My new boyfriend wants me to ride on his motorcycle. Is it safe?
You met a nice guy through friends and started dating. All has gone well so far and you really think this guy could be “the one.”
He wants to take you for a weekend ride on his Harley-Davidson — and you’re scared silly. You didn’t grow up around motorcycles and have heard injury statistics involving motorcyclists. Should you make the effort to overcome your fear or skip the ride?
Perceptions of danger and risks vary
You likely already engage in pursuits that many might find dangerous. You may spend weekends hiking in the Sierra Mountains or go scuba-diving in the Pacific. Even jogging in and around Roseville puts you in harm’s way. Yes, there are serious — even fatal motorcycle accidents each year in California. However, there are lots of automobile accidents as well, yet you drive a car every day.
There is no right or wrong answer to whether you should agree to take a ride on a motorcycle. Learning more about what causes motorcycle accidents can help you make the decision that’s right for you.
The cold, hard facts of motorcycle accidents
Statistics provided by the National Highway Traffic Safety Administration (NHTSA) show that there were 4,976 motorcycle deaths in the U.S. in 2015. That figure was 8.3 percent higher than the previous year’s fatality rate of 4,594 deaths.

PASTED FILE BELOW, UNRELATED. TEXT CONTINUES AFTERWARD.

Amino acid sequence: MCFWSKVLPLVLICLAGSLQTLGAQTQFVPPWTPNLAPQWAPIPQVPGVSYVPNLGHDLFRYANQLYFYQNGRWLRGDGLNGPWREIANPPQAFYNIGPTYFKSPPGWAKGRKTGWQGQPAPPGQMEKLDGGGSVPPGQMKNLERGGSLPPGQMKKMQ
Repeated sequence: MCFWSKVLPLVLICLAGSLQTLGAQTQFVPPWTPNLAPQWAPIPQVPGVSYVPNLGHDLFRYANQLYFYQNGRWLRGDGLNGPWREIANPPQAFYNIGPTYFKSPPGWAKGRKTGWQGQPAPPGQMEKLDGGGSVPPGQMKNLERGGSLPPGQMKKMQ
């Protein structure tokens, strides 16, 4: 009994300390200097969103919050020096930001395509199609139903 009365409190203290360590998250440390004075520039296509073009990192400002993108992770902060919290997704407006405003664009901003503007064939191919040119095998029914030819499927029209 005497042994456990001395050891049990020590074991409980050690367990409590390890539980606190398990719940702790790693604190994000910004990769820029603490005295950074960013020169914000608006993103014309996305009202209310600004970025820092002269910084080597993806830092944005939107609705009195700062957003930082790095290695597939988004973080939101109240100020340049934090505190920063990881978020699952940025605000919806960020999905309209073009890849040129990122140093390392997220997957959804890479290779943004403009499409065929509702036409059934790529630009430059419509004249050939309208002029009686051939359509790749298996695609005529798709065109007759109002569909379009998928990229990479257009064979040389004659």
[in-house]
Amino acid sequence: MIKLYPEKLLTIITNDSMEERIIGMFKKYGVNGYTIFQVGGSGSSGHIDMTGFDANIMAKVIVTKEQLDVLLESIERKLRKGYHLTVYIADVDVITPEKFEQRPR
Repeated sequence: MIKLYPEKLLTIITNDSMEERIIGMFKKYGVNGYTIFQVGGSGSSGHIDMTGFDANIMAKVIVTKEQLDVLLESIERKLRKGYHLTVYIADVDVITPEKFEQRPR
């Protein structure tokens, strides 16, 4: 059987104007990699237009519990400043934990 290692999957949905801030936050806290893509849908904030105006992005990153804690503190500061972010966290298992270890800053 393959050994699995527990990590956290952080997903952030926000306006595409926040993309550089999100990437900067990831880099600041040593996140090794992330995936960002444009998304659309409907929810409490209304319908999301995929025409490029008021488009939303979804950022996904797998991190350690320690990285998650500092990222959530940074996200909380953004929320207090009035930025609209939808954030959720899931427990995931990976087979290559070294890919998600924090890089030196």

Given that there were approximately 8.6 million motorcycles ridden that year, the chance of a fatal injury as a passenger on the back of a bike is about one out of 1,728. This rate was six to seven times that of the mortality rate for those riding in passenger vehicles (cars, pickups, SUVs) during the same year.
If you did the math, you realize that climbing on the back of a motorcycle can be dangerous. Still, millions of riders all over the world take that chance every day.
Reducing the dangers by knowing the causes
There are many safe motorcyclists out there who have never been in an accident. A few precautions can help your new boyfriend avoid being a statistic. During the course of one year, the NHTSA reported:
- Excessive speed was directly link to 33 percent of the motorcycle fatalities.
- Forty percent died because they chose not to wear helmets.
- Many others were impaired by drugs or alcohol.
Riders can minimize their risk of injury by wearing helmets and other protective gear. Obeying traffic laws and staying home when the weather is particularly bad can also help reduce the risk of riding.
Ultimately, the choice is yours. If you do decide to take that ride, talk about these issues with your boyfriend before hoping on the bike. If he’s a daredevil and wants to scare you by speeding, maybe say no. If he is in agreement with you about keeping it safe, you may find that riding is a lot of fun. You may like it so much that end up getting your own bike and riding off into the sunset with or without him.